Monday, August 13, 2007

Chocolate Linguistics Part 2:
Cocoa Mass v. Cocoa Solids

The problem with attaching the suffix "Part 1" to anything, aside from the Mel Brooksian implication, is the disappointment that results when a sequel does not follow. I learned this last year when my free association on Lindor Truffles, Chocolate Conundrum #1, was lost to follow-up.

However, a "Part 2" unprompted by the promise of a "Part 1" is an unexpected and exciting thing. In light of the current brouhaha over the FDA's labeling standards for chocolate (which have an impact on what can and cannot legally be called "chocolate" in the US), I think it's important to continue defining our terms. I asked three chocolate-industry experts:

In your own words, what's the difference between "cocoa mass" and "cocoa solids"?



Ed Seguine
Vice President of Research and Development at San Francisco chocolate-maker Guittard and ranking official in the Don't Mess with Our Chocolate campaign

Cacao mass (also called "chocolate liquor" in the US and called kakao mass or just mass in Germany and several European countries) + added cocoa butter = % Cacao. Cacao mass (also called cocoa mass) is chocolate liquor.

Cocoa solids is not a term frequently used. In legislation and regulation it refers to the non-fat solids found in chocolate liquor / cocoa mass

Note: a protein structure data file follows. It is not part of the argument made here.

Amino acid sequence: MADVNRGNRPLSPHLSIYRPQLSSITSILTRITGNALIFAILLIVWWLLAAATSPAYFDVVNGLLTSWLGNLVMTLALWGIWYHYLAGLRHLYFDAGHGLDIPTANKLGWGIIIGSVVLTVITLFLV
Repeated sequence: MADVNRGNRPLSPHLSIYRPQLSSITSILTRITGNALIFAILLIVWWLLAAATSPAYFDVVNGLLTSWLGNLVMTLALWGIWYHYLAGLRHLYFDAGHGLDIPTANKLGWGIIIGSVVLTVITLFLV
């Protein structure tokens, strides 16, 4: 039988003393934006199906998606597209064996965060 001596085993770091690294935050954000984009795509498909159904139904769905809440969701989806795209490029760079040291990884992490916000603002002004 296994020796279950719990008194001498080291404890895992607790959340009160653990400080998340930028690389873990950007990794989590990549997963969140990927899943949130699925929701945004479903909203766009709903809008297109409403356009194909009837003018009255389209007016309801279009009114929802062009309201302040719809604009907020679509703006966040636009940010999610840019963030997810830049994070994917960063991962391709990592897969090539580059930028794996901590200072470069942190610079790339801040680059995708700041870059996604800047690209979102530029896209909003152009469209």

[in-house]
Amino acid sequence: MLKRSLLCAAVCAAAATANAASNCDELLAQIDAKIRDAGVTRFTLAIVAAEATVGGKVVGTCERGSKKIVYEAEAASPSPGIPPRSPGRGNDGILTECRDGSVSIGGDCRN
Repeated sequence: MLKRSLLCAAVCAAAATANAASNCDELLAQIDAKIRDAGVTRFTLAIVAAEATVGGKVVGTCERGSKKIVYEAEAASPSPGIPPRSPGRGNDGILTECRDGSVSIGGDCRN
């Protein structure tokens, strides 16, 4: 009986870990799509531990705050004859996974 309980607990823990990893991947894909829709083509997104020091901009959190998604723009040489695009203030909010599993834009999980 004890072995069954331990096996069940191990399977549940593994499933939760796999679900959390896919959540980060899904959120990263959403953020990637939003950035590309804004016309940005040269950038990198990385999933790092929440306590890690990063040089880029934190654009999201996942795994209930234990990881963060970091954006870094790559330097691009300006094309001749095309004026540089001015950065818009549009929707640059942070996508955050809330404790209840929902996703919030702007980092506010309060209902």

Seneca Klassen
Co-owner of Bay Area chocolate cafe Bittersweet and international advocate of chocolate education

Cocoa mass is the portion of any finished chocolate that came directly from the fermented, dried cacao seed. This may include both cocoa solids (see below) and additional cocoa butter added by the chocolate maker to manipulate the finish and texture of the final product. Percentage listings on bars represent this overall mass, which is one of the factors making cocoa mass percentage a confusing consumer metric...no one but the chocolate maker really knows the ratio of solids to fat in the mass of the bar.

Cocoa solids are the non-fatty portion of the cacao seed—usually 45-50% by mass, depending on the environmental origin and genetics of the seed. Cocoa solids are particularly interesting for their heavy concentrations of flavinols and other antioxidants, demonstrating some compelling health benefits in recent studies.


Sam Madell
Chocolate maker at Tava in Australia and advocate of real chocolate in the South Pacific

COCOA MASS - in my vocabulary, cocoa mass is what's left behind when you remove the cocoa butter from cocoa liquor. In other words, cocoa mass is "the brown stuff". Cocoa mass can come in pressed form, in which case it is usually called "press cake" ... or it can come in powdered form, in which case it is "cocoa powder".

An important point to note is that press cake or cocoa powder inevitably has some fat (cocoa butter) in it, usually in fairly substantial amounts, ranging from about 5 - 25%. For this reason, the whole concept of cocoa mass is somewhat abstract, or even "philosophical" - because you're not likely to ever come across pure cocoa mass with no cocoa butter in it. However, you can easily find cocoa butter with no cocoa mass in it (i.e white chocolate).